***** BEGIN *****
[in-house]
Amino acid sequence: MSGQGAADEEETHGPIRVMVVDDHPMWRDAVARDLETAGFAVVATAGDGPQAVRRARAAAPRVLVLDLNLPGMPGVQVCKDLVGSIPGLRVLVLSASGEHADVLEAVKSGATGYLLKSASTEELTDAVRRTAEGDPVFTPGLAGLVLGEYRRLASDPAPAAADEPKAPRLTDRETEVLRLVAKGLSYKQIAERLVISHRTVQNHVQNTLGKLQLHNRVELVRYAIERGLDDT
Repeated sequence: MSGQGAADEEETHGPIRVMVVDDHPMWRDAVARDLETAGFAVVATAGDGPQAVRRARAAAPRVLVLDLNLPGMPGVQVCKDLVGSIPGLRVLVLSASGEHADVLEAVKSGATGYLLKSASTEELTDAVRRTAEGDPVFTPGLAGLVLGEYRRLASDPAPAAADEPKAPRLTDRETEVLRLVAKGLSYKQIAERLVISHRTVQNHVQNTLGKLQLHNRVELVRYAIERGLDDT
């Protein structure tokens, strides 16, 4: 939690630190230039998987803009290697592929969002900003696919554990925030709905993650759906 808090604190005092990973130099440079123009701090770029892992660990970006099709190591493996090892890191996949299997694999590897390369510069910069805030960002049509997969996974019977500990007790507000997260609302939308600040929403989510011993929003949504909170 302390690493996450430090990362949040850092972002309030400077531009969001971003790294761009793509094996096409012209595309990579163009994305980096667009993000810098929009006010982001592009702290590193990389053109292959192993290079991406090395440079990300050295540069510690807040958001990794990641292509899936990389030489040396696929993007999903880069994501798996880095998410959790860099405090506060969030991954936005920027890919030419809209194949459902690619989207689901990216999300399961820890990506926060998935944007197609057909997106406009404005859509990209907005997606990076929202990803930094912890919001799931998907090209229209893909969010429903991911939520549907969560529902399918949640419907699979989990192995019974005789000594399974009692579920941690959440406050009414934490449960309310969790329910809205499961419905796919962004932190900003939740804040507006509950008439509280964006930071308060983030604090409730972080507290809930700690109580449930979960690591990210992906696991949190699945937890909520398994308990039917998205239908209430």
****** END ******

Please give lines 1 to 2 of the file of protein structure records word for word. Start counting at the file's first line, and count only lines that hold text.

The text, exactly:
[in-house]
Amino acid sequence: MSGQGAADEEETHGPIRVMVVDDHPMWRDAVARDLETAGFAVVATAGDGPQAVRRARAAAPRVLVLDLNLPGMPGVQVCKDLVGSIPGLRVLVLSASGEHADVLEAVKSGATGYLLKSASTEELTDAVRRTAEGDPVFTPGLAGLVLGEYRRLASDPAPAAADEPKAPRLTDRETEVLRLVAKGLSYKQIAERLVISHRTVQNHVQNTLGKLQLHNRVELVRYAIERGLDDT